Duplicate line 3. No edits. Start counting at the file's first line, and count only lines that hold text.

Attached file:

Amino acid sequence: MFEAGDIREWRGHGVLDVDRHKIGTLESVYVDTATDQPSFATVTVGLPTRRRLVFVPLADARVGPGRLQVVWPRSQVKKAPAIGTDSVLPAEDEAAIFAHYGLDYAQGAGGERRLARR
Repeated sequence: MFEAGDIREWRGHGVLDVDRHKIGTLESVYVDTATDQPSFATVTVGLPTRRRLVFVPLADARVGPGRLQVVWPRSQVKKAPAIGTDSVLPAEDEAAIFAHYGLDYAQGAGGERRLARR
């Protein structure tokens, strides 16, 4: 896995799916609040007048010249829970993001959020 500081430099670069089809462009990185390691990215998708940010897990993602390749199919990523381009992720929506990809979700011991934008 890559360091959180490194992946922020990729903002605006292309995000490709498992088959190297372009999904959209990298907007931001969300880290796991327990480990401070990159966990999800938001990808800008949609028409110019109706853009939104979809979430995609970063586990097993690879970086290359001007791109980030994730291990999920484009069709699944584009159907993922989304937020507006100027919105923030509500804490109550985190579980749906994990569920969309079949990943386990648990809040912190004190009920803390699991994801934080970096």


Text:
């Protein structure tokens, strides 16, 4: 896995799916609040007048010249829970993001959020 500081430099670069089809462009990185390691990215998708940010897990993602390749199919990523381009992720929506990809979700011991934008 890559360091959180490194992946922020990729903002605006292309995000490709498992088959190297372009999904959209990298907007931001969300880290796991327990480990401070990159966990999800938001990808800008949609028409110019109706853009939104979809979430995609970063586990097993690879970086290359001007791109980030994730291990999920484009069709699944584009159907993922989304937020507006100027919105923030509500804490109550985190579980749906994990569920969309079949990943386990648990809040912190004190009920803390699991994801934080970096």